Counselors at law: Defending all Airmen

By Airman Ariel Owings | Joint Base McGuire-Dix-Lakehurst Public Affairs | June 4, 2018


    Making career mistakes is common; some are minor and can be fixed with a little tape while others can be detrimental enough to result in financial setbacks or physical impairments.

    Military members have the unique concern of what legal repercussions may occur when a mistake is made.

    As members of the U.S. Air Force, Airmen are given access to the Area Defense Counsel, a team of Airmen lawyers, to help them with their legal needs.

    “We represent Airmen for any of kind negative action taken against them from anything as little as a [letter of counseling] to a court-martial,” said U.S. Air Force Maj. Kasey Hawkins, Air Force Legal Operations Agency Area Defense Counsel.

    Hawkins said the majority of the Airmen they provide assistance to don’t call for help until after they have been read their rights for the first time.

    “Service members are told about us in the First Term Airman's Center,” said U.S. Air Force Staff Sgt. Michele Stroud, Air Force Legal Operations Agency defense paralegal. “It’s a resource that people think they won’t ever need until they need it.”

    Stroud said she wants Airmen to understand that the ADC staff is available for every uniformed Air Force personnel, from an [airman basic to a general.] The ADC not only represents Airmen in a court of law, but they also help with responses to progressive disciplines such as a written counseling or non-judicial punishment.

    “There’s a lot of mentorship involved,” said Stroud. “If they are coming in here, then that means they might need assistance with something in the military that they are not grasping, either something that they did or something they've been wrongfully accused of doing.”

    The ADC will fight for their clients and will do what’s in their power to get the best possible outcome.

    Hawkins said part of their role in taking preventative measures is taking an Airman with a paper trail of counseling for the same reoccurring incident and having a serious talk with them about if they really want to stay in the Air Force or not.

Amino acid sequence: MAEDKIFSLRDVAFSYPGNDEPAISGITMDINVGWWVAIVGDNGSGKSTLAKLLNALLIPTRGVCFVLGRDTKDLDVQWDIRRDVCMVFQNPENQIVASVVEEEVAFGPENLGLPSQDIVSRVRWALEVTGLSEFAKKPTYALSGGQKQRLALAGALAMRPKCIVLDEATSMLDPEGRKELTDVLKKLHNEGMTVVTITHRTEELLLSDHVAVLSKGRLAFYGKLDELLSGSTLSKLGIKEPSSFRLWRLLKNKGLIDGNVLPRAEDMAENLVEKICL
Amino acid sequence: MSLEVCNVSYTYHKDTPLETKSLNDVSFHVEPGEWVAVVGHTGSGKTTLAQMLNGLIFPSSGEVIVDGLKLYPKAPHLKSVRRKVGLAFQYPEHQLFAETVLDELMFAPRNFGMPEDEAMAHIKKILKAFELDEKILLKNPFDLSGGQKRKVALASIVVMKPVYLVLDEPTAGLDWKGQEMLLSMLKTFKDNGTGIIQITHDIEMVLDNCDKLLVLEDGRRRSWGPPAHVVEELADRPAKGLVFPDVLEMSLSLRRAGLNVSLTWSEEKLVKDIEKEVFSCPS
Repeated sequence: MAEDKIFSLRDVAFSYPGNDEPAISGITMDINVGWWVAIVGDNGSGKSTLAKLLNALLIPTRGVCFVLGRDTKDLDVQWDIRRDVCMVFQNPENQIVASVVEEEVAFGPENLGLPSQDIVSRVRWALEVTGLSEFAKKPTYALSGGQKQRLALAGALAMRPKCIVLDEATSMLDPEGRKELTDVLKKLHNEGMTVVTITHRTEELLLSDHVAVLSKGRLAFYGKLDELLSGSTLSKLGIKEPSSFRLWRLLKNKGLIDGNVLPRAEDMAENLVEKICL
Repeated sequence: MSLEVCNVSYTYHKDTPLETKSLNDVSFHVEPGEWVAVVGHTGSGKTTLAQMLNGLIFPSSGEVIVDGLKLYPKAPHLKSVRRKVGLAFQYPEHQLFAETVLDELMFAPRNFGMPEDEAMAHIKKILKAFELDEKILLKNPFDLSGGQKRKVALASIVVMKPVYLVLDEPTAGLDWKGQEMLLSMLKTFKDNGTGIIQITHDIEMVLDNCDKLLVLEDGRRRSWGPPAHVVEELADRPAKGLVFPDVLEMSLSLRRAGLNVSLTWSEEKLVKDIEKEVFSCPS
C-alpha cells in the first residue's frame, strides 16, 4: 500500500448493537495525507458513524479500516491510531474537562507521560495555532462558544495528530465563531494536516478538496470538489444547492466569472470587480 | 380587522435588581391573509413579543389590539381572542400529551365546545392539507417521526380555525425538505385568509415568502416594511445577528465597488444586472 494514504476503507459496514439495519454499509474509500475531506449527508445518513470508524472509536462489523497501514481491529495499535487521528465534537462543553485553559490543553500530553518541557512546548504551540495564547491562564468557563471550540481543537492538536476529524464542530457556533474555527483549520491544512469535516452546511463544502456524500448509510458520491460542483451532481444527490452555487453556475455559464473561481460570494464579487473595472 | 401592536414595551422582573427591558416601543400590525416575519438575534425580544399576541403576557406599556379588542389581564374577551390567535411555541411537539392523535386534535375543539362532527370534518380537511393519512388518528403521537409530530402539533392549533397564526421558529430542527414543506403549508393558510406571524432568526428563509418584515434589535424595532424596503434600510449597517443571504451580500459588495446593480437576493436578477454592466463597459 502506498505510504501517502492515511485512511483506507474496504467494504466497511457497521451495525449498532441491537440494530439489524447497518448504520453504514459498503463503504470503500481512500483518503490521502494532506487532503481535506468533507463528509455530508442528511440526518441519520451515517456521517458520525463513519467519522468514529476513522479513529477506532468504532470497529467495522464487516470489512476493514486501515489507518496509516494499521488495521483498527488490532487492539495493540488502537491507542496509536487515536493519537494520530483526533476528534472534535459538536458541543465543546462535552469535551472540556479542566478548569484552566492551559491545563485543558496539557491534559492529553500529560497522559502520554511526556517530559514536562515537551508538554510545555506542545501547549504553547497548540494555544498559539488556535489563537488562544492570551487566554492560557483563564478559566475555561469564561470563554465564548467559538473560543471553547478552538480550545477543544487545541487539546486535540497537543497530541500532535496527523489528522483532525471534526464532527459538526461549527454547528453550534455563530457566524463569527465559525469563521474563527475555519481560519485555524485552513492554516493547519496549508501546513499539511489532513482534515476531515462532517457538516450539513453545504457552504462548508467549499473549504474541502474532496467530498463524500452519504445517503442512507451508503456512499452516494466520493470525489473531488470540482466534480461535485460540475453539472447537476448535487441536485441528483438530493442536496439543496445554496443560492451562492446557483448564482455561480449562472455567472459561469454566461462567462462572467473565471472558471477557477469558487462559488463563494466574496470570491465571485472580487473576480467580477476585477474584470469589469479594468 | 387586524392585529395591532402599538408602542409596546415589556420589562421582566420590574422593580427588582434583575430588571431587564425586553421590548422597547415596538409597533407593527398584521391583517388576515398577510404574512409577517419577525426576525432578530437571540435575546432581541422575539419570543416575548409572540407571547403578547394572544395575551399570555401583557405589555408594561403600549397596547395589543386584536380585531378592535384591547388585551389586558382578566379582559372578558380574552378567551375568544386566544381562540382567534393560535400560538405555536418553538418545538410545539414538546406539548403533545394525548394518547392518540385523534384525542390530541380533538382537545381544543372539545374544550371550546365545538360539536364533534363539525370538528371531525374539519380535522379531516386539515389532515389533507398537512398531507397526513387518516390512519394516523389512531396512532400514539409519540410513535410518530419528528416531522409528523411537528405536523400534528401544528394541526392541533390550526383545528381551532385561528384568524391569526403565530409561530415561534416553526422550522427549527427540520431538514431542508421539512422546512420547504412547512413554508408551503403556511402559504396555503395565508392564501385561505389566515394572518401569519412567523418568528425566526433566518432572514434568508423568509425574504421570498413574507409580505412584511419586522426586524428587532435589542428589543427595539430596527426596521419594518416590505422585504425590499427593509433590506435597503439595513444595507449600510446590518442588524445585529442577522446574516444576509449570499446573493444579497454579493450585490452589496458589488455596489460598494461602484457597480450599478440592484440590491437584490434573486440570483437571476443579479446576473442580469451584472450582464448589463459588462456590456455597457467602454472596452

“There is a reason we are called counselors at law,” said Hawkins. “Sometimes you have to put your counselor hat on even though I’m not a psychiatrist or psychologist.”

    All Airmen have a base level of what is expected of them. At Joint Base MDL, each rule and expectation is set to maintain the flow and successful outreach of rapid global mobility. Interrupting the cycle by the smallest means such as being consistently late can cause negative ripple effects to other parts of the working chain and can cause progressive disciplinary action to be taken against the individual.

    There is not always an understanding of the possible impacts of disciplinary paperwork. Airmen who receive progressive discipline have the option to respond to it whether it’s a written statement of understanding or an objection against it. The ADC exists to walk them through that process.

      “The problem is they don’t know the system, they may not understand the process and they don’t know what the investigators know,” said Hawkins “I am an attorney. My job is the law. Let me explain the process to you, let me explain what’s going to happen and let me do the research. Let [the ADC] walk with you through it so that you’re not on your own.”

    Members of the ADC tailor the defense to the intentions, the personalities and the motivators of the Airman behind each case, and work around the clock to ensure justice to all.

    “My job, at the very fundamental level, is to represent the best interest of my clients, and my clients are Airmen,” said Hawkins